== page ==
Sign Up Rewards: S$30 Cash + Either Samsonite Prestige Luggage / S$150 Cashback

The signup reward is broken down into 2 – S$30 cash from SingSaver and a Samsonite luggage or S$150 cashback from HSBC.

This means that the reward you can receive is either:

  • S$30 cash + Samsonite luggage, or
  • S$30 cash + S$150 cashback

The current offer for signing up for a new HSBC Revolution card runs from 18 Jul – 7 Aug 2023 for SingSaver and 12 Apr – 31 Aug 2023 for HSBC.

To receive the total reward, you need to:

  1. Be a new HSBC credit card customer
  2. Sign up for an HSBC Revolution card via this link
  3. Consent to receive marketing/promotional material from HSBC
  4. Fill in the rewards redemption form within 14 days of card application
  5. Forward the card approval email/SMS from HSBC to within 1 calendar month of the account approval date and no later than 15 September 2023
  6. Make a qualifying spend of S$1,000 by the end of the following month from card approval

I wrote a detailed guide about how to receive these signup rewards in this post, so you can check it out for more details if you’re interested.

When It Is Advisable To Use Cashback Credit Cards

Now, I’m not trying to say that cashback cards are bad and that you shouldn’t use them.

There are definitely times when cashback cards do make sense, and you should use them in such cases.

For example, if you already have a habit of tracking your spending and know that the amount you spend every month is enough to meet the spending requirement of a high cashback card.

Again, remember that you need to know how much card spending you incur every month rather than just your total spending.

So the more detailed you are with your expense tracking, the more likely you are to know whether or not a high cashback card can work for you.

I’d recommend tracking the following details for good measure:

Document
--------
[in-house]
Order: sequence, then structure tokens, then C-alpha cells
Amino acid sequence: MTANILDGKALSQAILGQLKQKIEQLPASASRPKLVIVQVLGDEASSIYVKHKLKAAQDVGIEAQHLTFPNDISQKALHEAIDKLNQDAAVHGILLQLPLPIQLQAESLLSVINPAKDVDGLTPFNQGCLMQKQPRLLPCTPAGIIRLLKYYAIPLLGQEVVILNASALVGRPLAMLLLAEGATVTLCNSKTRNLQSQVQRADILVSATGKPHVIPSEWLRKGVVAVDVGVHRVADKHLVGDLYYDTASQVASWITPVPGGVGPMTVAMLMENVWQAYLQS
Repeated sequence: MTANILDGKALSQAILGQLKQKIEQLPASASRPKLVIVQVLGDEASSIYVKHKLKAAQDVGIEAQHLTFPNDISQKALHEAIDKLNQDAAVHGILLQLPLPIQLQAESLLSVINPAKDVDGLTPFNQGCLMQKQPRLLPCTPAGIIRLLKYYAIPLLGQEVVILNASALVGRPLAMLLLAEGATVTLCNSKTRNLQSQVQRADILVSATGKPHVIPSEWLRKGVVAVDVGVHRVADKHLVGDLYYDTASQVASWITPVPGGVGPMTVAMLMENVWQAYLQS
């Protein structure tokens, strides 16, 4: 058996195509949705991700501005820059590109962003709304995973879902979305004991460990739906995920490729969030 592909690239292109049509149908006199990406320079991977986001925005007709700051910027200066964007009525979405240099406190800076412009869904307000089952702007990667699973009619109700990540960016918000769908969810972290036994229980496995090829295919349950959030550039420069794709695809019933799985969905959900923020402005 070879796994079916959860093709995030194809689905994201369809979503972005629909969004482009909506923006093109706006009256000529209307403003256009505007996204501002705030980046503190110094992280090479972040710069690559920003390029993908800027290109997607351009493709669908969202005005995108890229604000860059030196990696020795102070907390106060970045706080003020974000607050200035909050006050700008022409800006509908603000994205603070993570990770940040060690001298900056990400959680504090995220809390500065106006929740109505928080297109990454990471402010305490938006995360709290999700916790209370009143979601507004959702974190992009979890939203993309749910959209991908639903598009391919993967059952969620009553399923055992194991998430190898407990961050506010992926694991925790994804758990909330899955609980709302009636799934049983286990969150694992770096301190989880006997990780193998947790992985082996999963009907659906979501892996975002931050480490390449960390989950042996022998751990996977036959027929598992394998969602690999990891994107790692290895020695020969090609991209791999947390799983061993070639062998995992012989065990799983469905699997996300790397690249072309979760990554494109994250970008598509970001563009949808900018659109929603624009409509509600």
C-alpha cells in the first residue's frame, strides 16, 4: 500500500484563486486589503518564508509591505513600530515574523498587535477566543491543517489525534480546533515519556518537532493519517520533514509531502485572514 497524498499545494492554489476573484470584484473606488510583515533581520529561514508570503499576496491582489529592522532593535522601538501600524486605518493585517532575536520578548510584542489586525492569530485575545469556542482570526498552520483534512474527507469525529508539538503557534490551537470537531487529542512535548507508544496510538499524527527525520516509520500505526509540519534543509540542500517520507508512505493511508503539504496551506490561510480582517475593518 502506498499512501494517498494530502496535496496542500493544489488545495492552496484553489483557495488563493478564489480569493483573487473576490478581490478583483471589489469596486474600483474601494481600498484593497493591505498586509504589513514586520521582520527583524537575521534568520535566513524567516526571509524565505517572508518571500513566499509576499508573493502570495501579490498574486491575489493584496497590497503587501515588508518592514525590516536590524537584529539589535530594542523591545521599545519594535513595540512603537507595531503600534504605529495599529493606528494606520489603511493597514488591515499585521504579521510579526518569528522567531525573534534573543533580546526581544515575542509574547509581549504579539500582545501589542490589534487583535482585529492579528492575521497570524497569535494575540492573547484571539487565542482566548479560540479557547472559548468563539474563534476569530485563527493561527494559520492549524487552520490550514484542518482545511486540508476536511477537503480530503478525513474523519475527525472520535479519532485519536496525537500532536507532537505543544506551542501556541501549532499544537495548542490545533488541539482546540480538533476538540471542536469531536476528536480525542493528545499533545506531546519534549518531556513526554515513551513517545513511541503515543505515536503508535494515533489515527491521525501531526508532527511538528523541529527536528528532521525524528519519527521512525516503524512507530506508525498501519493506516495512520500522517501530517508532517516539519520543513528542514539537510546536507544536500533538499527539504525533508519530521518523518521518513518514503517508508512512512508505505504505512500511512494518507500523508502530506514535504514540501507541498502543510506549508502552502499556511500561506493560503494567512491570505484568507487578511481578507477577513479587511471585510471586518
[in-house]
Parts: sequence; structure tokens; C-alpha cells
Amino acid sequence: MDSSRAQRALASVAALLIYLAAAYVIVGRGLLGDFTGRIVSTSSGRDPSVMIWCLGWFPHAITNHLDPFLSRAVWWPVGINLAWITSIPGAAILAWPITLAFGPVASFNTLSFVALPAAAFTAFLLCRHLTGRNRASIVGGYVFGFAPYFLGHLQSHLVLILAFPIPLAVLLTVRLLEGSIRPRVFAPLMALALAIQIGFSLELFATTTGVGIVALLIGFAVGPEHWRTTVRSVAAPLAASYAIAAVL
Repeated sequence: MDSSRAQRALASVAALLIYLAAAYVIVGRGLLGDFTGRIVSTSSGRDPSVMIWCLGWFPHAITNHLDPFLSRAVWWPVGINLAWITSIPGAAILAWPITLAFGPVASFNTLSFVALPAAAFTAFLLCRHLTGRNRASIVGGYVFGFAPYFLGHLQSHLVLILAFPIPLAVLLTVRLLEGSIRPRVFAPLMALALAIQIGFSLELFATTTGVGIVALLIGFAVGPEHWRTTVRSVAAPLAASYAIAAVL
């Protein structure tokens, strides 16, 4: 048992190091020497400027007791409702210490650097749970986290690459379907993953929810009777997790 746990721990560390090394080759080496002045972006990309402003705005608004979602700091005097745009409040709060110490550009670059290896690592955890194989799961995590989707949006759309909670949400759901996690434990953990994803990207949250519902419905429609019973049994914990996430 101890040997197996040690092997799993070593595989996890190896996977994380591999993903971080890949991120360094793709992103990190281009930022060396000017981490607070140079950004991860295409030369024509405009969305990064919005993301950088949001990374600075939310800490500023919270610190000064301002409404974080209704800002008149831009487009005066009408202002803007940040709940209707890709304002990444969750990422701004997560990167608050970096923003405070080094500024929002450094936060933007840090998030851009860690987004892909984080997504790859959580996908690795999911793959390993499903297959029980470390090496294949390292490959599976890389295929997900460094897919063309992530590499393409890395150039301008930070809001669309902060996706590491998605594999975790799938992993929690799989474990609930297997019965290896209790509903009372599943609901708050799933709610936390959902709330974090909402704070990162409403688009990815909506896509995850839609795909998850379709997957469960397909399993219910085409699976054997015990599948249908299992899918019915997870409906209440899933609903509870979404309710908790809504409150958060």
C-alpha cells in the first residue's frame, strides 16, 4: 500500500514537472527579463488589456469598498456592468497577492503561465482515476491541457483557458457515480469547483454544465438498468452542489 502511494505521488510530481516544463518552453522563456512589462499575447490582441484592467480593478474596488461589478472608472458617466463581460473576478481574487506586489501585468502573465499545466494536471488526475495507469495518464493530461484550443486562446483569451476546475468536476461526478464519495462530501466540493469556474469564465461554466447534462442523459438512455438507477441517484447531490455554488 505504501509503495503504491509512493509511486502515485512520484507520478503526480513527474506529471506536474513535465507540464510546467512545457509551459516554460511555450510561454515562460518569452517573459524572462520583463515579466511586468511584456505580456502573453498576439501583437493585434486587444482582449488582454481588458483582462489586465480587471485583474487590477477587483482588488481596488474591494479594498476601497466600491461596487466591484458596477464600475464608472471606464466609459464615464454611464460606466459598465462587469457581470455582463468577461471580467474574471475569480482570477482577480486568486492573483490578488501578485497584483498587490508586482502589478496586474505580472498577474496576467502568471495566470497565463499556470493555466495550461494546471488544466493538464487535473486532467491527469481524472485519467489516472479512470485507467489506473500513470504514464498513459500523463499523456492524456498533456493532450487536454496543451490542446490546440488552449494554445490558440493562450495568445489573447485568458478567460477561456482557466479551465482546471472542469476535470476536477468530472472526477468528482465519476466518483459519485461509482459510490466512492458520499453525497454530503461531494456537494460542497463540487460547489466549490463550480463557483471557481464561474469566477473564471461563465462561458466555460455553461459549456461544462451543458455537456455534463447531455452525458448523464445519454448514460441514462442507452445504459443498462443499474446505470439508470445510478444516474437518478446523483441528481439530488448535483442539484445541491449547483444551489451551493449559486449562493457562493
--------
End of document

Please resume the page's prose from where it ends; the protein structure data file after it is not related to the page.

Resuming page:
• amount spent
  • category (ie dining, shopping, etc.)
  • payment method (ie online, contactless)

This will give you all the information you need to make an informed decision about the use of a high cashback credit card.

For tips on how to track your expenses, you can check out my guide here!

Another example of when it might be good to use a cashback card is if you need to make a big ticket expense that is in the range of thousands of dollars.

Since most rewards cards limit the bonus points earned to the first S$1,000 per month, it’s not efficient to use a rewards card for such a large expense.

Instead, this is where using an unlimited cashback card might be more suitable since you’ll be able to earn cashback on the full amount.

Even if the cashback rate is low, since the base expense is already so high, it will still amount to a decent sum of cashback.

The Bottom Line

Again, I’m not trying to say that cashback cards are bad – they can definitely be useful and can be the best option for some people in some cases.

By and large, cashback cards are still much simpler than miles cards because there are so many things to learn when it comes to miles.

But what I want to highlight is that even with cashback cards, there can be some degree of complexity, and it’s important to consider these factors before deciding which type of credit card will work best for you.

And if it seems like a cashback card might not suit your lifestyle too well, you can always consider using a rewards card.

What type of credit card do you use and why? Let me know in the comments below!